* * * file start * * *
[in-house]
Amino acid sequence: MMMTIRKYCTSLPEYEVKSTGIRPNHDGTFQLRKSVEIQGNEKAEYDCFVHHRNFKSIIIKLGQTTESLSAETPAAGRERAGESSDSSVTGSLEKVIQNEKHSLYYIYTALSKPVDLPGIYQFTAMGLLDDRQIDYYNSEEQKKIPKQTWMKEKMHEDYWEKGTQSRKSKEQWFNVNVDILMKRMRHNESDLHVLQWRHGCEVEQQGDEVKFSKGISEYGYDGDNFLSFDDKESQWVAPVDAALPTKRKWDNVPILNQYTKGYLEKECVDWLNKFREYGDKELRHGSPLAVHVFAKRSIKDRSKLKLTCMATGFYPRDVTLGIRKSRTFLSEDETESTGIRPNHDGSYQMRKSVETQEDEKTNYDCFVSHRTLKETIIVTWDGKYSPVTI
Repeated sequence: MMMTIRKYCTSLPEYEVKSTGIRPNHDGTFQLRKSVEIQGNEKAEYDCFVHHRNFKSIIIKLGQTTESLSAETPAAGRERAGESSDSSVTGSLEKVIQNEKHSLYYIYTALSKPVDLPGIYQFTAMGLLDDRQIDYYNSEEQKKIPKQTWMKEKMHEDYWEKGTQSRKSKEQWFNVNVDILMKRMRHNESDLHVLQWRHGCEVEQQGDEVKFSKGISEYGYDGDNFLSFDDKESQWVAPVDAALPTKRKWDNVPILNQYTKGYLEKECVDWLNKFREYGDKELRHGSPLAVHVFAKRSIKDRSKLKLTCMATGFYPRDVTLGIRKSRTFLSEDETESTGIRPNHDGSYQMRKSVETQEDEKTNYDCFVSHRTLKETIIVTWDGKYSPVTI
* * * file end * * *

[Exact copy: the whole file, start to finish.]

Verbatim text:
[in-house]
Amino acid sequence: MMMTIRKYCTSLPEYEVKSTGIRPNHDGTFQLRKSVEIQGNEKAEYDCFVHHRNFKSIIIKLGQTTESLSAETPAAGRERAGESSDSSVTGSLEKVIQNEKHSLYYIYTALSKPVDLPGIYQFTAMGLLDDRQIDYYNSEEQKKIPKQTWMKEKMHEDYWEKGTQSRKSKEQWFNVNVDILMKRMRHNESDLHVLQWRHGCEVEQQGDEVKFSKGISEYGYDGDNFLSFDDKESQWVAPVDAALPTKRKWDNVPILNQYTKGYLEKECVDWLNKFREYGDKELRHGSPLAVHVFAKRSIKDRSKLKLTCMATGFYPRDVTLGIRKSRTFLSEDETESTGIRPNHDGSYQMRKSVETQEDEKTNYDCFVSHRTLKETIIVTWDGKYSPVTI
Repeated sequence: MMMTIRKYCTSLPEYEVKSTGIRPNHDGTFQLRKSVEIQGNEKAEYDCFVHHRNFKSIIIKLGQTTESLSAETPAAGRERAGESSDSSVTGSLEKVIQNEKHSLYYIYTALSKPVDLPGIYQFTAMGLLDDRQIDYYNSEEQKKIPKQTWMKEKMHEDYWEKGTQSRKSKEQWFNVNVDILMKRMRHNESDLHVLQWRHGCEVEQQGDEVKFSKGISEYGYDGDNFLSFDDKESQWVAPVDAALPTKRKWDNVPILNQYTKGYLEKECVDWLNKFREYGDKELRHGSPLAVHVFAKRSIKDRSKLKLTCMATGFYPRDVTLGIRKSRTFLSEDETESTGIRPNHDGSYQMRKSVETQEDEKTNYDCFVSHRTLKETIIVTWDGKYSPVTI